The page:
Keywords:repeated eathquakes, frictional heating, carbonaceous material, spectroscopic analysis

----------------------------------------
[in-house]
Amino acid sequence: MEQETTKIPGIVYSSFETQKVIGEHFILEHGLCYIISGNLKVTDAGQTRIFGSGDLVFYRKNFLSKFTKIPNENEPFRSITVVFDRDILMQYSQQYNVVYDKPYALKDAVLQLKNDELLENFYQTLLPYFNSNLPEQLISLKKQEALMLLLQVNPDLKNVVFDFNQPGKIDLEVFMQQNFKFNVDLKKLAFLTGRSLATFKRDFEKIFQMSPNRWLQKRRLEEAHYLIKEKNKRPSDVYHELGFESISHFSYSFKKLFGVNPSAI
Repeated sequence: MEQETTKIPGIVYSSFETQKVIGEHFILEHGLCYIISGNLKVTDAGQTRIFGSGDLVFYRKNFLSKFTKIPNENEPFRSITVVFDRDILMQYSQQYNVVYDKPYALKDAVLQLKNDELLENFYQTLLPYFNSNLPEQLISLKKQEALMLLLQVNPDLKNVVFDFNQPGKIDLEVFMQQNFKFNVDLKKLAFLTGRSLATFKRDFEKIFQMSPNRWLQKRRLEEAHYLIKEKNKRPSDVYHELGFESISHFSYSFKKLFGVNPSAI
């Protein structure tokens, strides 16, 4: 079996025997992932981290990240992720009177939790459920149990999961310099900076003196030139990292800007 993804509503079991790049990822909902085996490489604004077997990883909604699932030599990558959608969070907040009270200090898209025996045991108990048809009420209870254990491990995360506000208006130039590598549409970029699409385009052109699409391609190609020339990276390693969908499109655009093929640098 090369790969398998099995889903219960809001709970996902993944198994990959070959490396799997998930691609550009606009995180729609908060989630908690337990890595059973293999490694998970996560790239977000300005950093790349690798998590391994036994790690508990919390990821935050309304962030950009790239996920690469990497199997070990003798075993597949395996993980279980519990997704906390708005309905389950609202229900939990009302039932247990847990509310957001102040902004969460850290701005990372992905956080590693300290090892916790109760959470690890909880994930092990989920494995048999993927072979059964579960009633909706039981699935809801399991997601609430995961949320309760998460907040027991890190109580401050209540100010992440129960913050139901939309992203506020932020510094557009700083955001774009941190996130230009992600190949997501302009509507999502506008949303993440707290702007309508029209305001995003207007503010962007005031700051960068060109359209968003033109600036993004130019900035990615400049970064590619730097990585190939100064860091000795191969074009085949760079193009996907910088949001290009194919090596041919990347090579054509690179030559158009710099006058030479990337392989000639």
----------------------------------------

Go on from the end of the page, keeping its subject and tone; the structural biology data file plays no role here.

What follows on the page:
Thermal maturation of carbonaceous material (CM) is one of the useful proxies for frictional heat in fault during earthquakes. As temperature rises, CMs release weak chemical bonds and transfer into graphite structure above ca. 800 °C. Various techniques (infrared spectroscopy, Raman spectroscopy, mass spectrometry, elemental composition analysis, vitrinite reflectance measurement, etc.) have been used in previous researches. However, it has not been considered whether the effects of repeated seismic events with frictional heating. Thus, in this study, we conducted infrared and Raman spectroscopic analysesand vitrinite reflectance measurements of bituminous coal and anthracite after heating 1, 10, and 100 times at each temperature (100, 300, 500, 700, 900, 1100 and 1300 °C).No difference in spectroscopic features depending on the numbers of time. In contrast, bituminous coals heated at 500 °C for 8, 16 hours and at 600 °C for 8 hours showed a disappearance of aliphatic CH chain. Therefore, it is concluded that thermal maturity hardly progresses under rapid heating such as seismic slip even though the events reached to 100 times and that the maximum temperature recorded, revealed by thermal maturation of CM in fault could correspond to the largest earthquake event experienced.